The new wing of the Herbert F. Johnson Museum of Art is a spectacular step forward for the museum and for the arts at Cornell. The wing will be on the north side of the Johnson and will be largely underground, in accordance with the original plan of the museum. It will add 16,000 square feet to the original building of 62,000 square feet, designed 35 years ago by I.M. Pei. It will have a new entrance, new galleries, new storage, teaching and office space and our first dedicated lecture room. It also will allow important changes to take place in the original building -- 50 percent more exhibition space on our famous fifth floor, with its beautiful views and comprehensive Asian collection; a new open storage, with hundreds of previously inaccessible works from the collection; and a photographic study center.
Why is all this important? What will the new museum, which we hope will be ready by 2010 or 2011, mean for our 90,000 visitors every year? The key is our mission -- education. This is what Cornell as a whole is all about, and the Johnson is an integral part of that. In this wing, not only will we be able to show hundreds of works of art new to our visitors, but those works will be installed in arrangements and sequenced galleries that will be easier to "read." The visitor -- the Cornell student or the K-12 schoolchild or the interested Ithacan -- will be able to understand the flow of art history more clearly and will have more tools, such as personal digital assistants and audio tours, to help him or her navigate the museum.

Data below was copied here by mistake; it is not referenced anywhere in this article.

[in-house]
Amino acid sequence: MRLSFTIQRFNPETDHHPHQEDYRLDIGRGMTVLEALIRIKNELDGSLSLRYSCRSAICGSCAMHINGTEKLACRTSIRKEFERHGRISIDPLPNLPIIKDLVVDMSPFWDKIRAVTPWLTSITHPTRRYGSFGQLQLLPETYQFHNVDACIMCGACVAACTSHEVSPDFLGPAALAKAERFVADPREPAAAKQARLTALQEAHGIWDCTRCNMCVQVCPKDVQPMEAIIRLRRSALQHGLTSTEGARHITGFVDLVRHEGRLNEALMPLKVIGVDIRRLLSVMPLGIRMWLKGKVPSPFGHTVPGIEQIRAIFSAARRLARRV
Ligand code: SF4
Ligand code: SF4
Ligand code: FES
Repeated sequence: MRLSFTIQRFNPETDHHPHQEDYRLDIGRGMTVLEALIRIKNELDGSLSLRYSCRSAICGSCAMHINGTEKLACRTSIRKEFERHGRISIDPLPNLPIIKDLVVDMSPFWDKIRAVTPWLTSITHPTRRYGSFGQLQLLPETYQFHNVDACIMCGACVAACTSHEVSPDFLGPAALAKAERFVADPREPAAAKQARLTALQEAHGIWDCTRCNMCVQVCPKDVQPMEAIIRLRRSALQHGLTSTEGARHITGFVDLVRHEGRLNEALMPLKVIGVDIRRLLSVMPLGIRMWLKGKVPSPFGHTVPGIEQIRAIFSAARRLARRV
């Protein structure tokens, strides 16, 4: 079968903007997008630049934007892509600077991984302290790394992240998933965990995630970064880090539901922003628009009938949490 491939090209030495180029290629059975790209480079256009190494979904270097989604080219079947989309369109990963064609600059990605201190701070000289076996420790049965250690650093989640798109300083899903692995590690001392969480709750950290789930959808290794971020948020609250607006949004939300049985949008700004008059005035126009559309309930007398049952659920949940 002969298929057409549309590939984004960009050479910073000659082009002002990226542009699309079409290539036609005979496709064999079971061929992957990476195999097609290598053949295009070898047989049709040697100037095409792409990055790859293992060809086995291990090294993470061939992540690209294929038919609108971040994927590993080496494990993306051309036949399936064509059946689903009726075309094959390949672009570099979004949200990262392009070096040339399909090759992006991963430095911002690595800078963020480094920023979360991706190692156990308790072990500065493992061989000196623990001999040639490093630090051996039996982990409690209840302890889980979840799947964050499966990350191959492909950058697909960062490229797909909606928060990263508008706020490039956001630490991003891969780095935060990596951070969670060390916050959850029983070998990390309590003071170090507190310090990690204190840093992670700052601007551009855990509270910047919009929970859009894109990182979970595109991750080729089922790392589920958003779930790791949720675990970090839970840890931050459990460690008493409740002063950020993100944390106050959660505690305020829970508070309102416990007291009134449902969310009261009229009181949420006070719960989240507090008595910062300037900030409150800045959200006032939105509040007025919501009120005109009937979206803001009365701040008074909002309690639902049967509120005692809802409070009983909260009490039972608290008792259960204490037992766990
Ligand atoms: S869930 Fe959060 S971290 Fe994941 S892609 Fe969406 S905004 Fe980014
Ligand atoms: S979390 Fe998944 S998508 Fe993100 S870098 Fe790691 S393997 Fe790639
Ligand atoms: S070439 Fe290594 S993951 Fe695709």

At the same time, the museum's offerings, already remarkably diverse, will become more so, giving the visitor a deeper immersion into special aspects of our collection -- for example, Asian art, photography and African and pre-Columbian American art. The full range of human creativity will be more accessible and comprehensible to everyone.
Behind the scenes, increased storage and reoriented office and classroom spaces will allow us to do our job more quickly and more effectively.
We have, so far, raised more $18.5 million of the $20 million we need for the whole project. These funds include several generous grants from the Kresge Foundation, the National Endowment for the Humanities and other foundations, but the bulk of the funds are the result of truly generous, immensely helpful gifts from Cornell alumni, their families and friends of the university.
The Johnson has always been a haven, a place for personal growth and education -- and self-education. It will continue to be that, even more than ever before. Our visitors' greatly increased accessibility to our superb global collection and our cornucopia of education programs for young and old, students and laymen will mean greater awareness of other cultures, other centuries and other values, greater openness, respect and understanding of our neighbors around the world.
Our official groundbreaking will take place this Saturday, May 17, 1 to 3 p.m., with music, balloons, ice cream and fun for everyone; I hope you can join us for this special celebration.
Frank Robinson is the Richard J. Schwartz Director of the Herbert F. Johnson Museum of Art at Cornell.